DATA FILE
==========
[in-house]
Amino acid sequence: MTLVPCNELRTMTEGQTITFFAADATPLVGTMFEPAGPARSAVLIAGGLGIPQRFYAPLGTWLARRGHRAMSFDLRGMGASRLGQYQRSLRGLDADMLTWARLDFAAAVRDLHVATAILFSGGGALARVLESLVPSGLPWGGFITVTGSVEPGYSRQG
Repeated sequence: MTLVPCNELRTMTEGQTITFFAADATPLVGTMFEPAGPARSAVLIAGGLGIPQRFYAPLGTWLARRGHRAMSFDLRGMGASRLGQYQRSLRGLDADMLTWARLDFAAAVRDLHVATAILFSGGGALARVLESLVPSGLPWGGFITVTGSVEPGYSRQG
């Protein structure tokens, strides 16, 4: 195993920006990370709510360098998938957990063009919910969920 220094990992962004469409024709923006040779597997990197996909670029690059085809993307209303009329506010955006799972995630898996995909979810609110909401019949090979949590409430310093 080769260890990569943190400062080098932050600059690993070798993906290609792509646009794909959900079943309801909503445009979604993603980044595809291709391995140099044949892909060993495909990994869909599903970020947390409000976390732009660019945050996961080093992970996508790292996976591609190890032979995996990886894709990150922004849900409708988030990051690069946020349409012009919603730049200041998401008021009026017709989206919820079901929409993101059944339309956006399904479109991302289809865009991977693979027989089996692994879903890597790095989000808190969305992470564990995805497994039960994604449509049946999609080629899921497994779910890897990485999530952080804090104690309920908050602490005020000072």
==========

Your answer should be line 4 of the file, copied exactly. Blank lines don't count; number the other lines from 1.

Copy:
């Protein structure tokens, strides 16, 4: 195993920006990370709510360098998938957990063009919910969920 220094990992962004469409024709923006040779597997990197996909670029690059085809993307209303009329506010955006799972995630898996995909979810609110909401019949090979949590409430310093 080769260890990569943190400062080098932050600059690993070798993906290609792509646009794909959900079943309801909503445009979604993603980044595809291709391995140099044949892909060993495909990994869909599903970020947390409000976390732009660019945050996961080093992970996508790292996976591609190890032979995996990886894709990150922004849900409708988030990051690069946020349409012009919603730049200041998401008021009026017709989206919820079901929409993101059944339309956006399904479109991302289809865009991977693979027989089996692994879903890597790095989000808190969305992470564990995805497994039960994604449509049946999609080629899921497994779910890897990485999530952080804090104690309920908050602490005020000072």